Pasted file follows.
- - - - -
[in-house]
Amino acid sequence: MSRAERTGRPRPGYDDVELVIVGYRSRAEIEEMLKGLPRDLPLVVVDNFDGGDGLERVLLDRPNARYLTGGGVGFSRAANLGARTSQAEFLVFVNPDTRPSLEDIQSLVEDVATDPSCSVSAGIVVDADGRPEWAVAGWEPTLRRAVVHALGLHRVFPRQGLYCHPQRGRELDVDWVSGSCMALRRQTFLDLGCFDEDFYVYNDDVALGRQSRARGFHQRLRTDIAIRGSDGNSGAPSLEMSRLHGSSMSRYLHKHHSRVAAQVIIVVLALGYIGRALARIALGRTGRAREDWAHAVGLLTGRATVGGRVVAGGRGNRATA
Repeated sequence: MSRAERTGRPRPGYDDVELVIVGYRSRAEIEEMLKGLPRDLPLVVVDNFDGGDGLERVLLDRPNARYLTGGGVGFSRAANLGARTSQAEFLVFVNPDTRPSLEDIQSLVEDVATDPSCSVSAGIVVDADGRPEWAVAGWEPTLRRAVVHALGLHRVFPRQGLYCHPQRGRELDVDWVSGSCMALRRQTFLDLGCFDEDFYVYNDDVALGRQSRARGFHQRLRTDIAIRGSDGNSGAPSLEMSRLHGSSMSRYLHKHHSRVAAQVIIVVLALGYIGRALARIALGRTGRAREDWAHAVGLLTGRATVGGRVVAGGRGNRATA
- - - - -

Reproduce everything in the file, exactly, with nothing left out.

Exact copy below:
[in-house]
Amino acid sequence: MSRAERTGRPRPGYDDVELVIVGYRSRAEIEEMLKGLPRDLPLVVVDNFDGGDGLERVLLDRPNARYLTGGGVGFSRAANLGARTSQAEFLVFVNPDTRPSLEDIQSLVEDVATDPSCSVSAGIVVDADGRPEWAVAGWEPTLRRAVVHALGLHRVFPRQGLYCHPQRGRELDVDWVSGSCMALRRQTFLDLGCFDEDFYVYNDDVALGRQSRARGFHQRLRTDIAIRGSDGNSGAPSLEMSRLHGSSMSRYLHKHHSRVAAQVIIVVLALGYIGRALARIALGRTGRAREDWAHAVGLLTGRATVGGRVVAGGRGNRATA
Repeated sequence: MSRAERTGRPRPGYDDVELVIVGYRSRAEIEEMLKGLPRDLPLVVVDNFDGGDGLERVLLDRPNARYLTGGGVGFSRAANLGARTSQAEFLVFVNPDTRPSLEDIQSLVEDVATDPSCSVSAGIVVDADGRPEWAVAGWEPTLRRAVVHALGLHRVFPRQGLYCHPQRGRELDVDWVSGSCMALRRQTFLDLGCFDEDFYVYNDDVALGRQSRARGFHQRLRTDIAIRGSDGNSGAPSLEMSRLHGSSMSRYLHKHHSRVAAQVIIVVLALGYIGRALARIALGRTGRAREDWAHAVGLLTGRATVGGRVVAGGRGNRATA